This is not necessarily a bad thing for American MSOs. Federal legalization could potentially open the border for international commerce, thus allowing the Canadian supply glut to find its way into the states. Like interstate commerce reform, this would be a large GPM headwind. Additionally, behemoths such as Curaleaf have already begun selling in other nations such as Israel: MSOs clearly don’t need federal legalization to sell abroad.
Part 2) The Cannabis Administration and Opportunity Act (CAOA)
The Cannabis Administration and Opportunity Act (CAOA) — spearheaded by Chuck Schumer — would tuck in a lot of the regulations we’ve already discussed just like the MORE Act did. This is essentially MORE Act 2.0 with some minor tweaks. It’s a wide-ranging draft of a bill to end federal prohibition while also featuring banking, sentencing, uplisting and taxation/280E reform.
Importantly, the legislation will not unlock interstate commerce and does not open international borders for trade. This means gross profit margins would not suffer with its passage as states would be able to continue enforcing their own, individual laws.
CAOA would open the door for a federal tax of up to 25%, but considering this would also mean 280E reform, that’s just fine. Finally, it would earmark new funds dedicated to cannabis research on a federal level.
The MORE act failed to cover the FDA’s involvement in regulation — it was simply too casual. This time CAOA explicitly names and defines the FDA’s role as the core regulatory body for manufacturing, processing and promotion of the product.
Furthermore, The Alcohol and Tobacco Tax and Trade Bureau would assume the responsibility of collecting tax dollars as well as tracking and tracing every single plant. Today, states are in charge of all of that meaning new federal compliance expectations would likely add a new layer of incremental cost to American grower operations.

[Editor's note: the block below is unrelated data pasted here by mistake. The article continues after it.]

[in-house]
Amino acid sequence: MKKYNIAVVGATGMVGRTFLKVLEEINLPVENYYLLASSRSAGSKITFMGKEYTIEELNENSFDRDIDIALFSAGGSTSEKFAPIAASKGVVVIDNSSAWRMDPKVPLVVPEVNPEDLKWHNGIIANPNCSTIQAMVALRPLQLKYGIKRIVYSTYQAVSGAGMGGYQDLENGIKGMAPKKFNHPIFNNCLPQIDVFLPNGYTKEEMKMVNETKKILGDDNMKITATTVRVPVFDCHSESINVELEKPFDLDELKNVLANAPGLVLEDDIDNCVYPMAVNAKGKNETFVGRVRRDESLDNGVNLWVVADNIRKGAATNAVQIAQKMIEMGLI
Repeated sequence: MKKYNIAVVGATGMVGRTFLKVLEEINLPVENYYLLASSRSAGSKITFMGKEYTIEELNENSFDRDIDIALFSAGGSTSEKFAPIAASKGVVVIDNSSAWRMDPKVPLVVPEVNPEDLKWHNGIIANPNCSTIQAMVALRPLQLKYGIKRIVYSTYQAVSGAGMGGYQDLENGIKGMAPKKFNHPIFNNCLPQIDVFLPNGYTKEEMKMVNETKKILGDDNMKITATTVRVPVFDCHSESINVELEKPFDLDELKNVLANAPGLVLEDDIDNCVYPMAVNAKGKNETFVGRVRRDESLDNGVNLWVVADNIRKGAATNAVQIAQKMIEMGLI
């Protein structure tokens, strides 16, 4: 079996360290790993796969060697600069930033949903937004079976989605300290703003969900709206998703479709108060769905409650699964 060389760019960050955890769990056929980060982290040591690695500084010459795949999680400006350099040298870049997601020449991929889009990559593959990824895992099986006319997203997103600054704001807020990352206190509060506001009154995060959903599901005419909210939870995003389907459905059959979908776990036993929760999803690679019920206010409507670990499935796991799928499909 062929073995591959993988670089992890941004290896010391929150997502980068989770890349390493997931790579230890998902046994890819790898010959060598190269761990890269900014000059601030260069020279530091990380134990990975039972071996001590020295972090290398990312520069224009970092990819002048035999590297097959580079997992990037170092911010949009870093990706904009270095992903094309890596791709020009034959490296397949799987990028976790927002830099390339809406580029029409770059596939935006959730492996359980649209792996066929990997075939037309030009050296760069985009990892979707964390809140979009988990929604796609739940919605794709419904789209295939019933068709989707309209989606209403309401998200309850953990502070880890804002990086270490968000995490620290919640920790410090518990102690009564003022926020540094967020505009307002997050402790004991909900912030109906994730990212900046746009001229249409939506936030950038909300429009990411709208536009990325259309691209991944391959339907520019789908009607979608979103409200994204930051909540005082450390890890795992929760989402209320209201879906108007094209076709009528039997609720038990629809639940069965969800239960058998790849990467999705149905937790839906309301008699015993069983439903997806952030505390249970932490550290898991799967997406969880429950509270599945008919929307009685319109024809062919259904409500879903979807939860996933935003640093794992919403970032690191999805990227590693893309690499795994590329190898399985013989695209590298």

“The Schumer bill is not perfect, it’s probably not going to get done, but think about two years ago when there was no proposal out of the Senate. So, I look at it as a positive.” — Ayr Wellness CEO Jon Sandelman
The draft is expected to be more of a place to re-start political negotiations rather than finish them. Again, it is somewhat similar to the MORE Act but executives and insiders are hopeful this time around that some of the disagreements preventing MORE’s passage have been solved. To be candid, some are also calling the legislation a politically motivated wish list but I still do think we are moving in the right direction.
For cannabis investors, this draft seems ideal compared to some of the other proposals we have seen floating around — but still it likely won’t be passed.
Today, passing regulation piece by piece is the most efficient way to move cannabis reform through Congress. An end to federal prohibition is still quite the intimidating idea for the majority of our politicians. Passing banking and taxation reform is the more realistic and palatable scenario at this point in time.
4. The take-away
None of these events are a sure thing, and that is entirely fine for American cannabis investors. Without the SAFE Banking act, uplisting, tax reform and more legalization, the companies are still in the early innings of a truly remarkable growth opportunity. Furthermore — as we briefly hit on before — the margins are already strong and continue to rapidly improve.
If status-quo remains for MSOs, the companies will be just fine.
Cresco Labs is my 8th largest position, Green Thumb Industries is my 9th largest position and Ayr Wellness is my 14th largest position. American cannabis is my largest portfolio sector weighting and I have no plans to do anything but accumulate more shares over time.
Thank you for reading!